This notion combines Heideggerian and Hegelian elements. Like Heidegger's Aristotle, Marcuse analyzed a unique kind of perception that is joined to action in pursuit of a form, an eidos that exemplifies the "right way" of doing and being. This mode of experience is associated with techn´ in Aristotle. The craftsman's percepts contain a negative moment insofar as they immediately compare the current state of the work with its perfected form and do so not merely intellectually but in action. In Marcuse, a similar negative moment shapes the radical perception not of artifacts but of worlds.
From Hegel Marcuse derives a progressive notion of history based on "determinate negation," that is, resistances emerging immanently out of the given historical life form. In Marxism this Hegelian approach is inflected economically and technologically. Forms of life are judged in terms of the contribution of "modes of production" to realizing human potential as the latter is defined by human beings themselves through the movements that express their aspirations. For Marcuse, experience rather than mere opinion must come to reflect the demands of such movements. Experiential resistance contrasts with individual moral exigency, ideology or utopia which, following Hegel and Marx, Marcuse sees as incapable of inaugurating epochal change.
Nevertheless, Scharff attributes to me and to Marcuse a moralizing utopianism that departs from these Heideggerian and Hegelian premises to present an arbitrary ideal in opposition to a reality that does not yield to mere private fantasies. Supposedly, we fall behind Heidegger's deeper insight into the tensions implicit in the enframing. Thus it is Heidegger who is the real radical, engaging with the real possibilities of experience, while Marcuse and I impotently complain about a reality we observe from the outside.
I have a hypothesis I will propose here to explain this misreading. When I first studied Heidegger as a student in the early 1960s, dystopian ideology was widely popular among intellectuals. Political opposition had been crushed in the McCarthy era and technocratic liberalism was riding high. The only resistance most of us were aware of was beatnik poetry, jazz and Zen. When Heidegger claimed that "Only a god can save us" he spoke directly to our mood of historical despair. I still read him that way and I think this is the correct reading. If Scharff has textual evidence to the contrary I would be interested to see it.
In recent years, dystopian anxiety has come to seem old hat. A more combative mood has emerged which George Bush has not yet succeeded in eradicating completely. Perhaps it is the rise of the Internet or the existence of environmentalist and feminist movements that has shaped this mood. In any case, recent interpretations of Heidegger attempt to bring him into the new consensus: history is not over, we can do something after all.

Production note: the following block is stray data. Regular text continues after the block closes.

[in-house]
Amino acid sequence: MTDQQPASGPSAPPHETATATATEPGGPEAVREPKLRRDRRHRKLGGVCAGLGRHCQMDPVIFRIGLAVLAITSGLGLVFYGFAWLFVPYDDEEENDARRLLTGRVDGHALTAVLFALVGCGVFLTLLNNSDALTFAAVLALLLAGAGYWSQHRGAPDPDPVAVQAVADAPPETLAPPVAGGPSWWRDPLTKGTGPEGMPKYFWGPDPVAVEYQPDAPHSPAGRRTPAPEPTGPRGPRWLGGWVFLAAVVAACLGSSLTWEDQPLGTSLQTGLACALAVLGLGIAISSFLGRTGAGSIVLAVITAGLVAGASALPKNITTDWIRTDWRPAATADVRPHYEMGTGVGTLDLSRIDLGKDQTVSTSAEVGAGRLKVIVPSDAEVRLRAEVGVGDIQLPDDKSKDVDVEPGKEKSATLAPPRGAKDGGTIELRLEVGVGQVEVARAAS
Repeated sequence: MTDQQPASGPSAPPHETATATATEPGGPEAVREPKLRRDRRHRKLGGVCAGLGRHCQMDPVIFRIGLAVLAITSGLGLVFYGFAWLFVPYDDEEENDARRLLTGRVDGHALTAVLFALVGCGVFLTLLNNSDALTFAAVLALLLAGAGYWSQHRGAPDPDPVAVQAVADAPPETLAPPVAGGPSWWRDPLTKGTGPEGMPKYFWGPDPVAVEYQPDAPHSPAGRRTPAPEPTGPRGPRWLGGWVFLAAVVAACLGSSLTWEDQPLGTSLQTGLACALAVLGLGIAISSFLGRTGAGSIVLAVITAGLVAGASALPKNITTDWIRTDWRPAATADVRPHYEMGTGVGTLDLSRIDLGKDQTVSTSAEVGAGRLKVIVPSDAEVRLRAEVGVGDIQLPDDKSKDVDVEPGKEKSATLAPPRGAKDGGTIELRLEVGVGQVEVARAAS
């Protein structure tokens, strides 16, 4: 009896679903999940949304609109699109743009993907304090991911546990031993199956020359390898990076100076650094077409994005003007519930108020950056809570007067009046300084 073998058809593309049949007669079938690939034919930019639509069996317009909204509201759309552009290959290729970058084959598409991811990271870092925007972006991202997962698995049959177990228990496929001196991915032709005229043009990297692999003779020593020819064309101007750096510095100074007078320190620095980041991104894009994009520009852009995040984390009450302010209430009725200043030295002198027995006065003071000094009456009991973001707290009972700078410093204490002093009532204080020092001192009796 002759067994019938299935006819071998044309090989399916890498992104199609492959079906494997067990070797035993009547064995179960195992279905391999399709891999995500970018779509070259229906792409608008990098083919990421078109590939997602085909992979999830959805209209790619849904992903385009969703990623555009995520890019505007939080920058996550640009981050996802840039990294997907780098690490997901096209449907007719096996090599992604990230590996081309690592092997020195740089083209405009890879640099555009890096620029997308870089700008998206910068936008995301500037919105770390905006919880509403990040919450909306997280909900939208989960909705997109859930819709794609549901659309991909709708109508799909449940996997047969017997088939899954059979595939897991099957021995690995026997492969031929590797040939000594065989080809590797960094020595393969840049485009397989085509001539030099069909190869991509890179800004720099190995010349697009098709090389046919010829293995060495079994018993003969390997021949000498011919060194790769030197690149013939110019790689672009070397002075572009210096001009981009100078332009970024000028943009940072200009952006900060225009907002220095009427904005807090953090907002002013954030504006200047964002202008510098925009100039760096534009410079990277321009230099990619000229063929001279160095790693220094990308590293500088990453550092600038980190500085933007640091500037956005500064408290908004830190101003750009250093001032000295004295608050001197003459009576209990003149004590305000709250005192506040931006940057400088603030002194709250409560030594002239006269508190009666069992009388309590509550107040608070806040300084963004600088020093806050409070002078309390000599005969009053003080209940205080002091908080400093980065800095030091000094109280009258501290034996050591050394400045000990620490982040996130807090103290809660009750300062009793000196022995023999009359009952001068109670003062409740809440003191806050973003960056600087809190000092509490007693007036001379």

Some commentators find the basis for an environmental philosophy in Heidegger, others an ethic of care or an anarchistic politics, you name it. And some, like Scharff, detect a radical politics of experience. Reinterpreting Heidegger in this way is a dubious enterprise, as Marcuse himself argued throughout his career. Heidegger does not concretize Dasein beyond referring to its linguistic or national particularity. In his early essays Marcuse shows that this is insufficient and arbitrarily elides class and other social differences. Postmodern critiques of race and gender-blind universals recapitulate and elaborate this sort of originally Marxist argument. Furthermore, Heidegger's revised concept of essence, while interesting, is empty of content. It specifies no potential to be realized in our own world. As a result the normative force of the concept of essence is expended in a vague discomfort with modernity in general. In his later work Marcuse granted essence normative power once again in a modern context through his notion of the affirmation of life, the critique of the separation of reason and imagination, and the concept of the new aesthetic sensibility.
Recent attempts to politicize Heidegger remind me of nothing more than Marcuse's own early struggle to extract the ground for a radical politics from Heidegger's thought. But Marcuse was there first and in my opinion did it better without misattributing his own innovations to his teacher. I suggest that rather than saddling Heidegger with implicit political intentions so very different from his stated positions, it would make more sense to look seriously at the thinker who developed the radical argument explicitly and more or less consistently.
Why is this so difficult? It is partly Marcuse's fault. His reference to aesthetics sharpens Dahlstrom's and Scharff's critical sword. Aesthetics introduces an ambiguity that can appear fatal in an unsympathetic reading. In some texts Marcuse argues that art conserves values denied by reality. What are these values? Do they have ethical content and are they grounded in anything more significant than individual fantasy?